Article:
"Today's optical fibers are able to transfer information at record speeds of hundreds of gigabytes per second. However, silicon electronics do not allow such fast information processing. The creation of a nonlinear optical antenna will allow us to solve this problem, and pave the way for ultrafast processing of optical information," said Denis Baranov of MIPT, one of the authors of a paper published in the ACS Photonics journal.
The scientists used conventional silicon to create a nanocrystalline silicon nanoparticle, configured to act on beams of light of a certain wavelength, intensity and duration. In their experiments, the electronic plasma inside the nanoparticles showed an ultrafast reaction to short and intense pulses of light.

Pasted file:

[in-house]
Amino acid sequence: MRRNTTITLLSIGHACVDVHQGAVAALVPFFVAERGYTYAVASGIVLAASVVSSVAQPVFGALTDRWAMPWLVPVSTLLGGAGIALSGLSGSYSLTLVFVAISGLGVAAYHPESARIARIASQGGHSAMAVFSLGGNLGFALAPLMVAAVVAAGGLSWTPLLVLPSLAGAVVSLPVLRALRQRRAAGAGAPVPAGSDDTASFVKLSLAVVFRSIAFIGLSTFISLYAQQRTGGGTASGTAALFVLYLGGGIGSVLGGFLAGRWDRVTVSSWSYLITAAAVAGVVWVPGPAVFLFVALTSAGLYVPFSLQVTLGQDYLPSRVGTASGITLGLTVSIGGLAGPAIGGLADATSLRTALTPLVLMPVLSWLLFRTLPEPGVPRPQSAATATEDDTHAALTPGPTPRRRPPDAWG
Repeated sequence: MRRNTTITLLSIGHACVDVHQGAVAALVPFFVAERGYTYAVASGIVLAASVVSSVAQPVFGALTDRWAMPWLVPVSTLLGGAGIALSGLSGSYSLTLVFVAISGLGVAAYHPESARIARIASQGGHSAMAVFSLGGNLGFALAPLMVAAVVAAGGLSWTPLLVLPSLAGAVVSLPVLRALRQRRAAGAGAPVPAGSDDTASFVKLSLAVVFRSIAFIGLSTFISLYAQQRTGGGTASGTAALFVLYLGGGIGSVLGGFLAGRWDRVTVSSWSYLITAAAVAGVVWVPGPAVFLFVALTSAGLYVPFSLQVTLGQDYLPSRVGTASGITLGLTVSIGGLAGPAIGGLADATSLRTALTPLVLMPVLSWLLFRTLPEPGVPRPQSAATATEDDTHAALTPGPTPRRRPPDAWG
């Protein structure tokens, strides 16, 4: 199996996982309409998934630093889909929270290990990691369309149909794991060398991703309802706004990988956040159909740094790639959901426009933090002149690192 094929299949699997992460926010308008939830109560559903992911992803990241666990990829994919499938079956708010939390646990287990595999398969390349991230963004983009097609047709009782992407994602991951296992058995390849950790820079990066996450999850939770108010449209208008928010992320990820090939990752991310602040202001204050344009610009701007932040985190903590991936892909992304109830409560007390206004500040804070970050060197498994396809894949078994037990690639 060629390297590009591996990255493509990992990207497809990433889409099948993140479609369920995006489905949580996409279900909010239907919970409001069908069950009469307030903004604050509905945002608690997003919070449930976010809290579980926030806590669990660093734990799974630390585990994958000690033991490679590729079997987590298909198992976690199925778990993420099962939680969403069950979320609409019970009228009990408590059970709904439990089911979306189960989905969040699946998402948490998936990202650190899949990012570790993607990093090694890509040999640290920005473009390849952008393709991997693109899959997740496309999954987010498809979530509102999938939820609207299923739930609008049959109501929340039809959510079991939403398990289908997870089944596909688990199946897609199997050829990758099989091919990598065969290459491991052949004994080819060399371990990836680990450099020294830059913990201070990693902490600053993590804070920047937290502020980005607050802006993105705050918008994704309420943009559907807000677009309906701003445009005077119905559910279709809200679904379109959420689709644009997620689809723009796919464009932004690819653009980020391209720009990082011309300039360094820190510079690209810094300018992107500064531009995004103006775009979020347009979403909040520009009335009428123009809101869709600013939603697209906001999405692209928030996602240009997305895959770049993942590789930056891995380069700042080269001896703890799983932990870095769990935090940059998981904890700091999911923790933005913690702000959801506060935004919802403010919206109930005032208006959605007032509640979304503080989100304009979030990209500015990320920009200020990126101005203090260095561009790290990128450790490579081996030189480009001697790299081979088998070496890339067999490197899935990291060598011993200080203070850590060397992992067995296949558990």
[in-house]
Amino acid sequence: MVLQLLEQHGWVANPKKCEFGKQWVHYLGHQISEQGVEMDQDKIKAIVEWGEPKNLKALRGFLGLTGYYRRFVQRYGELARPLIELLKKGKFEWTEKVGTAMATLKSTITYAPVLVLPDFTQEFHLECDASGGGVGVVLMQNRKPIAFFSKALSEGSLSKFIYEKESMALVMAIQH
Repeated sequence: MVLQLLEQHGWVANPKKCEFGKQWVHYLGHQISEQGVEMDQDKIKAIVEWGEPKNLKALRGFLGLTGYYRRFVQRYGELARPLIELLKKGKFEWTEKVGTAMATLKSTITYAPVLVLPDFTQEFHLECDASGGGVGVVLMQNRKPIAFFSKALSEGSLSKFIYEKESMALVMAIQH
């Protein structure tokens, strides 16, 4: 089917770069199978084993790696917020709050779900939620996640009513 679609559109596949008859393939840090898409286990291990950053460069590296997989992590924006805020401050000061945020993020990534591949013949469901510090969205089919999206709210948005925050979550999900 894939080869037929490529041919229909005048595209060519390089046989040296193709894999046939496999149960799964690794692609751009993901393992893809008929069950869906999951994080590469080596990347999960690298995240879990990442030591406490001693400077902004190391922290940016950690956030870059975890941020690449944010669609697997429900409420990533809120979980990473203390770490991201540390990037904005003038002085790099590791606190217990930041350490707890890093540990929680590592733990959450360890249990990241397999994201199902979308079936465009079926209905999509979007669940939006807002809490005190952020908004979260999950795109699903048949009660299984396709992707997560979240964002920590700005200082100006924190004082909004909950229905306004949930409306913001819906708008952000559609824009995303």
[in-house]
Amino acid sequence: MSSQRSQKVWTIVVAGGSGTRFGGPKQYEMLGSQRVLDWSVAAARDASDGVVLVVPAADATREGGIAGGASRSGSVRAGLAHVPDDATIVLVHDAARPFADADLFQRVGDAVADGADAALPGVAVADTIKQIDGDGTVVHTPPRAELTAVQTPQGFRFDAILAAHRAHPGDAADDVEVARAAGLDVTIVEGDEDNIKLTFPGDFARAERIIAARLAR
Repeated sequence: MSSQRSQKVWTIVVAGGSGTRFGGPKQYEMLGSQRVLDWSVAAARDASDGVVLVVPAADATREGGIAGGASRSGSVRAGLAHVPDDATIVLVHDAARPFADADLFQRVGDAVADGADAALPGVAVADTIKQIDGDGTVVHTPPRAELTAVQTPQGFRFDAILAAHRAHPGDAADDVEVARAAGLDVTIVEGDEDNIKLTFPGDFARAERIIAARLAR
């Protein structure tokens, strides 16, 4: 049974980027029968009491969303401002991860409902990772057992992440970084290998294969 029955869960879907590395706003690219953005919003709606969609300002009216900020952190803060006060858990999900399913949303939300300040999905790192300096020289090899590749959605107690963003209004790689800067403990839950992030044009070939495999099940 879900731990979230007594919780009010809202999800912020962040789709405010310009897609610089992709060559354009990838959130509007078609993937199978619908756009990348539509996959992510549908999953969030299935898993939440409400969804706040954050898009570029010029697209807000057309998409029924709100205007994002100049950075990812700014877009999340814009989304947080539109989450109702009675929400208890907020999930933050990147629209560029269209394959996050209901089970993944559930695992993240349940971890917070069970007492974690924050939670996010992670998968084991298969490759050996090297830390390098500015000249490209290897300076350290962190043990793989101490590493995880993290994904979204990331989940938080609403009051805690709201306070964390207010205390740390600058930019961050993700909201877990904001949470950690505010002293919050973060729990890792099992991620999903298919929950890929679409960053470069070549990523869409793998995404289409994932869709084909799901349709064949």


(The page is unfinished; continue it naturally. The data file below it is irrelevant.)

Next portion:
The scientists say the particles might be used as to form optical nano-antenna for information processing in future generations of fiber-optic communication lines and computer chips.
"Our work lays the foundation for developing ultracompact and ultrafast all-optical signal processing devices," the scientists wrote in their paper.
However, in recent years advances have become limited by the amount of electricity needed to power the ever-increasing number of transistors which transfer data, leading scientists to seek alternatives such as light-based or quantum computing.